Imagine how quickly this and countless other challenges could be solved if they were being solved not for money but because it's the right thing to do.

Check out the video by Vox. It's so worth just a few minutes of your day.

Photo by Louis Hansel on Unsplash
True

This story was originally shared on Capital One.

Inside the walls of her kitchen at her childhood home in Guatemala, Evelyn Klohr, the founder of a Washington, D.C.-area bakery called Kakeshionista, was taught a lesson that remains central to her business operations today.

"Baking cakes gave me the confidence to believe in my own brand and now I put my heart into giving my customers something they'll enjoy eating," Klohr said.

While driven to launch her own baking business, pursuing a dream in the culinary arts was economically challenging for Klohr. In the United States, culinary schools can open doors to future careers, but the cost of entry can be upwards of $36,000 a year.

Through a friend, Klohr learned about La Cocina VA, a nonprofit dedicated to providing job training and entrepreneurship development services at a training facility in the Washington, D.C-area.

La Cocina VA's, which translates to "the kitchen" in Spanish, offers its Bilingual Culinary Training program to prepare low-and moderate-income individuals from diverse backgrounds to launch careers in the food industry.

That program gave Klohr the ability to fully immerse herself in the baking industry within a professional kitchen facility and receive training in an array of subjects including culinary skills, food safety, career development and English language classes.

Keep Reading Show less

Image is a representation of the grandfather, not the anonymous subject of the story.

Eight years a go, a grandfather in Michigan wrote a powerful letter to his daughter after she kicked out her son out of the house for being gay. It's so perfectly written that it crops up on social media every so often.

The letter is beautiful because it's written by a man who may not be with the times, but his heart is in the right place.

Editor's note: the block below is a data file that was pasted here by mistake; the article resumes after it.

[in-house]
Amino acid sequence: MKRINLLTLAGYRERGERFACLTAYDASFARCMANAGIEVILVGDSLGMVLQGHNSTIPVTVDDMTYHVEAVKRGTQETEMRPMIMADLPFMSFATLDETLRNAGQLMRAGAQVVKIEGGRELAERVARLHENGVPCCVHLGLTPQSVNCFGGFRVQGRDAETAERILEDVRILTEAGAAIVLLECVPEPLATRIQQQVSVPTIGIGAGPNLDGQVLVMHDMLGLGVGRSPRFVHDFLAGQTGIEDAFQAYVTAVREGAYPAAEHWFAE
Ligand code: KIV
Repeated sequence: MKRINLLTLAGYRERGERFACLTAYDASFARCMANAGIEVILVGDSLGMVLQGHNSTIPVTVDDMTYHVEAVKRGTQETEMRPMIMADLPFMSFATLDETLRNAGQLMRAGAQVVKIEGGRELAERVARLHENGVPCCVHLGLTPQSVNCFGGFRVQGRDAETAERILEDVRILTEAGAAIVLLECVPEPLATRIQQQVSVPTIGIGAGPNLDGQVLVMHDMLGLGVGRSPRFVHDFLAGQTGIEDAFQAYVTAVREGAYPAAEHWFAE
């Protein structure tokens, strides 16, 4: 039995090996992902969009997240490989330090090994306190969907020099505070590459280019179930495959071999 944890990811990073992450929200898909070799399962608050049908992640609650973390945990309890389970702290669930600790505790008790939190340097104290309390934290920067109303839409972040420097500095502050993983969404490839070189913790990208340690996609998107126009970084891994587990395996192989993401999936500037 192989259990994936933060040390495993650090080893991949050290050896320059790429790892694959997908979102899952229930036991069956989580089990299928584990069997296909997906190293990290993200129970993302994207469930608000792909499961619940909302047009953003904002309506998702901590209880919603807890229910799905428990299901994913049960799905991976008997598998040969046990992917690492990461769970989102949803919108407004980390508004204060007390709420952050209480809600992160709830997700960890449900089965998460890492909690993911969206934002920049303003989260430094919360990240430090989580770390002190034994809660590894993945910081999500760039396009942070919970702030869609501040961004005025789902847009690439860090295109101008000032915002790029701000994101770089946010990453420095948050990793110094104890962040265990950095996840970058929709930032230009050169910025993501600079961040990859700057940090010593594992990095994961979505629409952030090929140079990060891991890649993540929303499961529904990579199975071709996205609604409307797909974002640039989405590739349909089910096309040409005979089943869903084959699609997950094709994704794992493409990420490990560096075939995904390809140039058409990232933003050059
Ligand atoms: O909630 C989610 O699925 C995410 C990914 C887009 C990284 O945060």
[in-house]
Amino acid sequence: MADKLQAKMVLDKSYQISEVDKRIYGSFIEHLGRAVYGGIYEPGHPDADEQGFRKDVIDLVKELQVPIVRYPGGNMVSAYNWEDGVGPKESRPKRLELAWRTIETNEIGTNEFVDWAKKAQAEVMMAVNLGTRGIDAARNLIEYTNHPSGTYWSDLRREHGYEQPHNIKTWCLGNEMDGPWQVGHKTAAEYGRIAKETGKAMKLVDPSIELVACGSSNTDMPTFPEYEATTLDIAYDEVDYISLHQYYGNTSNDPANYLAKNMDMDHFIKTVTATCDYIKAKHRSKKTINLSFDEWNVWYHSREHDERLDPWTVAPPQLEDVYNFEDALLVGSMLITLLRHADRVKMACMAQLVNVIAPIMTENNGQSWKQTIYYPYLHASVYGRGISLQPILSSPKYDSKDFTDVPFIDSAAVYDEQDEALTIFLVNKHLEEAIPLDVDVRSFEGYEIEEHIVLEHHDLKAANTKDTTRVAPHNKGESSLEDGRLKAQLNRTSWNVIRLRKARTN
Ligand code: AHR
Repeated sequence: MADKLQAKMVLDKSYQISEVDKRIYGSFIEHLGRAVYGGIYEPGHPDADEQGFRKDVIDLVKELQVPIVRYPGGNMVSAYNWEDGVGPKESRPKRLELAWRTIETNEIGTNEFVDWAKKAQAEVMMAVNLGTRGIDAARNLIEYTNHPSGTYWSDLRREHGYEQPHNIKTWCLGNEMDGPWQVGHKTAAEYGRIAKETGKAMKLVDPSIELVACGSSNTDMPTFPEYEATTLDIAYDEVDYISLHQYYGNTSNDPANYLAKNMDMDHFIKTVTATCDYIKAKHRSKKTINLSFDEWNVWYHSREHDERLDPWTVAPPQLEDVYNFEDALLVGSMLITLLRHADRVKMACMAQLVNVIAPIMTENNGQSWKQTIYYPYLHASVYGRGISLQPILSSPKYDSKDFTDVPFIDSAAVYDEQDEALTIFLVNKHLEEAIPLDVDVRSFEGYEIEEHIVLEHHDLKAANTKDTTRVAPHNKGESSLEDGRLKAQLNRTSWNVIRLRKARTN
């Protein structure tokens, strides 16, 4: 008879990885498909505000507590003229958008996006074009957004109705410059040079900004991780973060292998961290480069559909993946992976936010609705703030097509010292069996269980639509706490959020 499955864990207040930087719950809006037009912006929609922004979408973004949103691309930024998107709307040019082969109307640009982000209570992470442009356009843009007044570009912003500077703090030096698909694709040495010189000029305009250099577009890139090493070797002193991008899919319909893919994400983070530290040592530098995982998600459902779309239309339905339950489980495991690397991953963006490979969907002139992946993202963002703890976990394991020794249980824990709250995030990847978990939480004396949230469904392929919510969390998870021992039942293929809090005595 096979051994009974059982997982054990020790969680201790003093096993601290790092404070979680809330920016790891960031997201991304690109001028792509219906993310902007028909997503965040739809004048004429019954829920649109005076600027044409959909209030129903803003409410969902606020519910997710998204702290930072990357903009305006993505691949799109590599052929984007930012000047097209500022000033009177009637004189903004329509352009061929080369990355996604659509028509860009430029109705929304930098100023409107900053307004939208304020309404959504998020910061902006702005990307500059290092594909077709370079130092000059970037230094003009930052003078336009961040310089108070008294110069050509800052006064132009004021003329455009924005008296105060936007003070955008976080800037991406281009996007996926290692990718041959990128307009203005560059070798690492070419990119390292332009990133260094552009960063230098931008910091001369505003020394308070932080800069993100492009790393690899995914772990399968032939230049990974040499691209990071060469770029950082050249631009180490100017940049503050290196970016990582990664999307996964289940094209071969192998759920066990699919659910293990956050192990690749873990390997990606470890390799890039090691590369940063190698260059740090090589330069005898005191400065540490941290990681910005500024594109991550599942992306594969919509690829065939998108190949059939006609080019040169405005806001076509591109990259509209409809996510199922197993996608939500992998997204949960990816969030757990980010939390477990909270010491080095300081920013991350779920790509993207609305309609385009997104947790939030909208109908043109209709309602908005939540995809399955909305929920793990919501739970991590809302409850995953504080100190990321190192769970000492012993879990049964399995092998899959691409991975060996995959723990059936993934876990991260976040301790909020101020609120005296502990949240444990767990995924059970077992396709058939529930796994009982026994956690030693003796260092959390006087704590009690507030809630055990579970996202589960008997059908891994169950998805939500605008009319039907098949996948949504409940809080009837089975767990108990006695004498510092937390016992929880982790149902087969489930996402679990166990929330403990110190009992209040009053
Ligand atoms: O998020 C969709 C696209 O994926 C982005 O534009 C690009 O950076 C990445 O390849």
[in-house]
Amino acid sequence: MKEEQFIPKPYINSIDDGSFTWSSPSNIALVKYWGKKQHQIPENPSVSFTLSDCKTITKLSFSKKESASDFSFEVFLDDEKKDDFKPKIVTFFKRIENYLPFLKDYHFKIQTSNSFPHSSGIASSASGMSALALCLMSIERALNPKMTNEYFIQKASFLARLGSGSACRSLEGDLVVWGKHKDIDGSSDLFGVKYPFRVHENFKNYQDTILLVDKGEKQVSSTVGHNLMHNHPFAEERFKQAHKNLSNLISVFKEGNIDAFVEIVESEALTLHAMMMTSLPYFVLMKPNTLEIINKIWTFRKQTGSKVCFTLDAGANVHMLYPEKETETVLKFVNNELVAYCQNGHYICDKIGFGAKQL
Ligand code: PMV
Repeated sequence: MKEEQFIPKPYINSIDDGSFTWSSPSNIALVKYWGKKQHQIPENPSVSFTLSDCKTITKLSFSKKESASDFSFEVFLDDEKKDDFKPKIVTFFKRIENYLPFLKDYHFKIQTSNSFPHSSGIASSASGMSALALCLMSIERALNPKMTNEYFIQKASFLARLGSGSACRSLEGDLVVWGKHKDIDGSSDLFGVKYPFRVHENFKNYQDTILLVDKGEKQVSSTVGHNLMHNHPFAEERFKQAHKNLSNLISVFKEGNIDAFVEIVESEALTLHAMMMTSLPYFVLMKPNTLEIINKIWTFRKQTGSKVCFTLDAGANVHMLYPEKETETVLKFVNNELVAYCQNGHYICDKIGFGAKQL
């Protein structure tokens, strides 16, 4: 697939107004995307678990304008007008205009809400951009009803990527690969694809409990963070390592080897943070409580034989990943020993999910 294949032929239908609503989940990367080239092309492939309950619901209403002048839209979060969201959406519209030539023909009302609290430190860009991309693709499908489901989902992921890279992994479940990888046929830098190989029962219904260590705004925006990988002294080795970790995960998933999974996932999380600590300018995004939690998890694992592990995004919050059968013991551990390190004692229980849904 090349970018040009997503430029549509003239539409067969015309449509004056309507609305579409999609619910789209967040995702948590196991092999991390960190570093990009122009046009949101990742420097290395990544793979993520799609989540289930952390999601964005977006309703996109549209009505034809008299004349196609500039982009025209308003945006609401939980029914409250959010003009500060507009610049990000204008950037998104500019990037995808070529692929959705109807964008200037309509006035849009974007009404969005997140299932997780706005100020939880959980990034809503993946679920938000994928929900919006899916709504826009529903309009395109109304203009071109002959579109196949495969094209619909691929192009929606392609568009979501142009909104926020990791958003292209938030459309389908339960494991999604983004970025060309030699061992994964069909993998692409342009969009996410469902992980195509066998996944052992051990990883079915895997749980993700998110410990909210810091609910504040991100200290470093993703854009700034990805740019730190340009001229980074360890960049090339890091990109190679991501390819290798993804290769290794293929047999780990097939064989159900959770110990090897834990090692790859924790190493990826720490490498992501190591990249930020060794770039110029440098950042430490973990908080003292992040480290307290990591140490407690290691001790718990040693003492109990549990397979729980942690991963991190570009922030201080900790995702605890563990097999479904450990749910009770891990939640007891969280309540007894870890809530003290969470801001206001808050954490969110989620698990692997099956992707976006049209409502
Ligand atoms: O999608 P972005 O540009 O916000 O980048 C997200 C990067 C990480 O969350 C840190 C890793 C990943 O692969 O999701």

It first appeared on the Facebook page FCKH8 and a representative told Gawker that the letter was given to them by Chad, the 16-year-old boy referenced in the letter.

Keep Reading Show less
True

When a pet is admitted to a shelter it can be a traumatizing experience. Many are afraid of their new surroundings and are far from comfortable showing off their unique personalities. The problem is that's when many of them have their photos taken to appear in online searches.

Chewy, the pet retailer who has dedicated themselves to supporting shelters and rescues throughout the country, recognized the important work of a couple in Tampa, FL who have been taking professional photos of shelter pets to help get them adopted.

"If it's a photo of a scared animal, most people, subconsciously or even consciously, are going to skip over it," pet photographer Adam Goldberg says. "They can't visualize that dog in their home."

Adam realized the importance of quality shelter photos while working as a social media specialist for the Humane Society of Broward County in Fort Lauderdale, Florida.

"The photos were taken top-down so you couldn't see the size of the pet, and the flash would create these red eyes," he recalls. "Sometimes [volunteers] would shoot the photos through the chain-link fences."

That's why Adam and his wife, Mary, have spent much of their free time over the past five years photographing over 1,200 shelter animals to show off their unique personalities to potential adoptive families. The Goldbergs' wonderful work was recently profiled by Chewy in the video above entitled, "A Day in the Life of a Shelter Pet Photographer."